Writing Believability

Night-Watch-BlogCharacters and the worlds created for them need to be believable.

No matter what types of stories you write characters cannot have skills they didn’t have in the beginning. Such as, a FBI agent who suddenly realize she knows kung fu even though it was never mentioned in the book prior to them having to fight off an army of ninja’s and the agent has lost her gun.

This is especially true in speculative writing. The worlds of sci-fi and fantasy still need to have rules.

Stories need to have believability in the magic created for characters. Most of us don’t like books where characters suddenly realize she or he has a power, such as a character suddenly realizing she always had the power to turn her enemies into toads at the end of a book to solve the final conflict. The story is now unbelievable, like the author suddenly realized the character is in a situation that’s impossible to get out of without this new-found power. I find myself asking, “Where did that come from?” and scanning back in the book to find what I missed.

Trust me I know when you get to the last scene in a book and realize that your character has no way out. Honestly, that means you have written an ending worth reading, don’t ruin it with being unbelievable. You can always go back and edit in ways to make your character stronger.

This is surprisingly a very common mistake in writing and one of the easiest ones to fix. I know many of us writers love the idea of surprise but that doesn’t mean that we can’t be subtle in giving our characters skills.

Here is a list of ideas to help bring skills into your books without surprising your readers into the impossible.

  1. Mention throughout the book the skill that will save your character in the end. For example, let’s look at the FBI agent from earlier, if she needs to know kung fu to get out of the final conflict mention earlier that her father had taught her how to fight with her fists. Have another scene where she spars with another FBI agent or has to arrest someone using those same skills. This doesn’t kill the surprise, this makes the fight in the end more intense. The reader knows she has the skill but will it be enough to save her in the last fight? Especially if she is better with a gun.
  2. Characters can grow into their powers. If the magical hero starts with only being able to start a soft breeze and by the end of the book he can create a hurricane, that works too. Just as long as the readers get to see the character grow and change into his or her new-found abilities.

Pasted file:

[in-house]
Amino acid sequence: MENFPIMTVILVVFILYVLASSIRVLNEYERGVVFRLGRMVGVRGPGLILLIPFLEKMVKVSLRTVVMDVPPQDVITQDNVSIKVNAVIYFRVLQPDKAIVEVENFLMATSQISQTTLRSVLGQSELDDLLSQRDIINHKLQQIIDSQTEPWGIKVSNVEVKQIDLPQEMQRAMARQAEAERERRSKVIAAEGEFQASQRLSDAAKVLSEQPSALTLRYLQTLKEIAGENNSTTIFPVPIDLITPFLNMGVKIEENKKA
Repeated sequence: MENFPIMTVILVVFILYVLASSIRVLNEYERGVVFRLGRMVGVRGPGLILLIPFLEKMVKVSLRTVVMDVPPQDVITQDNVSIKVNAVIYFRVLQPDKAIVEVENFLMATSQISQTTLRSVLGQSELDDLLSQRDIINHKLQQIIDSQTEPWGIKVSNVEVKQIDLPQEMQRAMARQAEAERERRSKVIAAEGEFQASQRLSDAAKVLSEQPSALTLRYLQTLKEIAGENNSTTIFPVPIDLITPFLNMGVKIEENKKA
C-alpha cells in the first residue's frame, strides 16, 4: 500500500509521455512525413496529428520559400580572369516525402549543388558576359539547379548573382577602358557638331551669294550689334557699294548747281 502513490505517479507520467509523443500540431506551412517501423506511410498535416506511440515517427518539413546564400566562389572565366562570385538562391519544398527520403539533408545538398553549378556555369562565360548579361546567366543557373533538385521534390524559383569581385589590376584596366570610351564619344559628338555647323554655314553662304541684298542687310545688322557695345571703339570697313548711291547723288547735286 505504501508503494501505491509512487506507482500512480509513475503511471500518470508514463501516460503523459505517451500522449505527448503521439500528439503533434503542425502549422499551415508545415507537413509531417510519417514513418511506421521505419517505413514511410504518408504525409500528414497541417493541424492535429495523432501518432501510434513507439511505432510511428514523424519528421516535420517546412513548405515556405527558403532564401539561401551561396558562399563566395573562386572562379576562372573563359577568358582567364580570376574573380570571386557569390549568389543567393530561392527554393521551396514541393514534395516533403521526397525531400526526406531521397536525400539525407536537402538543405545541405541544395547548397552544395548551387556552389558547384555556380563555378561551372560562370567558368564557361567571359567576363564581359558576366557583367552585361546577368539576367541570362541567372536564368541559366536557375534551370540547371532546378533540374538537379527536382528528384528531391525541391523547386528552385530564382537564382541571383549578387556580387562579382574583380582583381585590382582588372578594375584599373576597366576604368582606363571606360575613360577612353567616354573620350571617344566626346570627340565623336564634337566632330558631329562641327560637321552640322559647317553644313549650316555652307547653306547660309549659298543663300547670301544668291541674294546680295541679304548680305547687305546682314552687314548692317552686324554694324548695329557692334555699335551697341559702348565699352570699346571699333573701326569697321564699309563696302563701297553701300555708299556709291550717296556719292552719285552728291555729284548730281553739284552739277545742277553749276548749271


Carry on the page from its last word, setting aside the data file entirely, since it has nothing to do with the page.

3. Bring up past events in the character’s life that may help readers understand how the main character knows something. Let’s say the newest shipmate comes up with the idea to save the ship by baiting the bad guys. If the rookie has a criminal history and knows how the antagonist thinks this makes it believable that the newest shipmate could come up with the idea. Plus it now creates conflict with trust from the other shipmates.

Make rules for your world. Don’t break these rules. 

A great way to create rules is the source for power and magic. The source needs to be believable such as a genie who can only grant three wishes or blood as the sacrifice for more power. With rules the characters have to think before he or she leaps. This gives romantic writers a way to spice up our stories too, what better way to say I love you then having the main character sacrifice everything for the love interest?

Also think about instruments needed for magic such as wands or ingredients like salt or herbs. If a mage needs to have a wand or a dove’s feather to do magic there is a limit to the power giving him or her a weakness and believability.

Don’t forget, especially in speculative fiction, that characters need limits. The heroines and heroes of my favorite stories have to have limits, if they don’t why is the antagonist even a threat? I have read a few stories where the heroes or heroines are near impossible to harm or even kill and I found myself wondering, “Why don’t they rule the world?” I mean obviously no one can even touch them.

As a reader I like limits, I can relate to characters with limits and people who have to make sacrifices for the things they want. This also creates conflict which is essential to any good story.

So create those rules, make your characters vulnerable, and keep writing!

Categories: Writing Advice | Tags: , , , , , , , , , , , | Leave a comment

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